“Do not take life too seriously. You will never get out of it alive.” – Elbert Hubbard

Look, I don’t want to be the bearer of bad news, but eventually you are going to pass away. Probably not anytime soon, but eventually, years from now, you will (sorry!). However, you can help your loved ones prepare for your eventual passing by taking some steps now.

Initially, you should have your primary legal documents in place, including the Advanced Medical Directive, General Durable Power of Attorney, and your Last Will and Testament. As a general overview, a General Durable Power of Attorney gives one person (the agent) authority to act on behalf of another person (the principal). Full power or limited power can be granted in the document. The Advanced Medical Directive allows a person to designate which medical procedures may be performed, choices about artificial life support, and the designation of an agent to make medical decisions if you are unable to do so. Finally, a Last Will and Testament (or simply, Will) distributes your assets upon your death. It is important to have these documents in place in order to allow your loved ones to manage your affairs both before and after your eventual passing.

Additionally, there are a number of other steps that you can take now in order to properly prepare loved ones for your passing:

Non-Probate Assets: First (and very important!), some assets pass by means other than a will; these include insurance policies, Individual Retirement Accounts, 401(k) plans, pension plans, and profit-sharing plans. Beneficiaries and payable-on-death (POD) or transferable-on-death (TOD) designations are named on the contract, and—unless you designate “my estate” or make no choice at all—the transfer takes place directly upon death without involving the probate court. You can change your beneficiaries as the need arises by completing the required paperwork with the account holder—a bank or brokerage company. You cannot change them using a will or other estate-planning method. It is important to review beneficiary designations annually or when circumstances change to make sure that your assets will be distributed as you desire.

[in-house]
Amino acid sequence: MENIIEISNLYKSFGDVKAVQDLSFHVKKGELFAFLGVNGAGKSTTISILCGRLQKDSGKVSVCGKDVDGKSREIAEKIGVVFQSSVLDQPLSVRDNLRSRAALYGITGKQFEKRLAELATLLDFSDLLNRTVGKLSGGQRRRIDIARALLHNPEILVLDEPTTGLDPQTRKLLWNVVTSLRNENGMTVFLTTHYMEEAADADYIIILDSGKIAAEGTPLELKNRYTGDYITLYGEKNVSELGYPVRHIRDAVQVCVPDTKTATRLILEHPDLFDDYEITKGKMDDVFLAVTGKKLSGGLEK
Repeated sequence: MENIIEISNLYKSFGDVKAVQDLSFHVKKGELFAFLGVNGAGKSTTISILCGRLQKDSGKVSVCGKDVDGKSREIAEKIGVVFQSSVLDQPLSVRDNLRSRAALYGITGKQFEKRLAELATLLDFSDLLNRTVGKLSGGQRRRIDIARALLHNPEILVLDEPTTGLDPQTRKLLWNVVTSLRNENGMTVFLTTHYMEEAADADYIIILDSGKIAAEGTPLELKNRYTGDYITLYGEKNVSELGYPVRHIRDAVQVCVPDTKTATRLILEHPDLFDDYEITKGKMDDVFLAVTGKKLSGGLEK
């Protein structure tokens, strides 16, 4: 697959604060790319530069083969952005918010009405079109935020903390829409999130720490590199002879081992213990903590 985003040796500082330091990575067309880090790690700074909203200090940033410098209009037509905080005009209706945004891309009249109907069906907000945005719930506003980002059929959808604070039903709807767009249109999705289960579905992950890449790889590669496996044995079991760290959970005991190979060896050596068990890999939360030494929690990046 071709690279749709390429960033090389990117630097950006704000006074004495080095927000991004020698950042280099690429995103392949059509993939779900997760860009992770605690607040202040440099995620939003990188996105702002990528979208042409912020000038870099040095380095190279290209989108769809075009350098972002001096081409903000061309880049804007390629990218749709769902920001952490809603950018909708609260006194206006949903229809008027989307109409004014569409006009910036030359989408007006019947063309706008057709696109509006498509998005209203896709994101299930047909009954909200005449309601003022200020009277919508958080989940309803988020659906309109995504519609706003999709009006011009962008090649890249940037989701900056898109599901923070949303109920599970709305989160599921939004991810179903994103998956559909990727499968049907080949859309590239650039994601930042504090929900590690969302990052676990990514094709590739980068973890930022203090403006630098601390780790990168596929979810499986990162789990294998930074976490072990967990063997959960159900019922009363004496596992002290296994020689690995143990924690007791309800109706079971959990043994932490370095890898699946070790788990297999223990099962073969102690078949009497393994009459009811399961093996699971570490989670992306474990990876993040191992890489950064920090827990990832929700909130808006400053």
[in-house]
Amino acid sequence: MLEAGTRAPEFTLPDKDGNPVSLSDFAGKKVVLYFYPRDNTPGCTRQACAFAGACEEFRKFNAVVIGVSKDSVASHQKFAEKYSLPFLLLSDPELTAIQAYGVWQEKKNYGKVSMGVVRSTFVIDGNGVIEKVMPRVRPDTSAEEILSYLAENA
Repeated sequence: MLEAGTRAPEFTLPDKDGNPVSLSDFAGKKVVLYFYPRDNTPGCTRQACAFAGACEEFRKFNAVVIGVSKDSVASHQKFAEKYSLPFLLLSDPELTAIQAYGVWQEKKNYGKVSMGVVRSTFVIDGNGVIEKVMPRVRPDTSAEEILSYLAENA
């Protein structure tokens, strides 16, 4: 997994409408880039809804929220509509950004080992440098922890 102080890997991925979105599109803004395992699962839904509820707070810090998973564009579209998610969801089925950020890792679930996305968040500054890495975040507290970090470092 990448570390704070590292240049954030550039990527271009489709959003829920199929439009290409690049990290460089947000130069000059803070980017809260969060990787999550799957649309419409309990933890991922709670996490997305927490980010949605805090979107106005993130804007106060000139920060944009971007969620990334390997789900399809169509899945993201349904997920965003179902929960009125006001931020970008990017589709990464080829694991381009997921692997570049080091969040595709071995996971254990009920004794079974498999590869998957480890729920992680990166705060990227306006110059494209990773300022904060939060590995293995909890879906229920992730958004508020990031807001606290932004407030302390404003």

Gifts: Gifts are voluntary transfers of property without receiving payment before you die. Examples include stocks, cash, real estate, equipment, and personal property. Gifts can reduce the size of your taxable estate. However, if deathbed gifts leave the estate without funds to pay creditors, the probate court can order the property to be paid back to the estate. Gifting law is complex. Gifts can have an impact on taxes and eligibility for public benefits such as Medicaid to pay for nursing home care. Consult experts before making any substantial gifts.

Property Ownership: Property ownership involves tangible, intangible, and real property (possessions) to which its owner has legal title. The way in which you own property or the way it is titled (such as single or joint ownership) will determine how it is distributed upon death. Moreover, ownership is defined by state laws. It is important to make wise decisions about how property will be transferred to insure that it gets to the intended party. Careful consideration in planning and titling property will help avoid unintended consequences.

Digital Assets: These assets include everything that you have digitally or online, including financial accounts, social media accounts, music, emails, etc. Most people are not aware that these digital assets can actually be included in your estate, and without properly planning for these assets, can be very difficult to access after your passing. Prepare loved ones by writing down passwords and usernames for each of your online accounts, and then put these in a safe place. Please be sure to notify your Executor where your passwords are located for these digital assets.

Finally, and probably most important, please make sure to speak with your family members about your eventual passing. Even though this is obviously the most difficult step to take, it will be the most significant step you can take. By informing all family members about your estate, as well as who will be the Executor, I promise you will save your loved ones tons of headaches later on. By taking all of these steps now, you can successfully prepare everyone involved to seamlessly and easily handle your affairs when you are eventually gone (years from now, of course!!).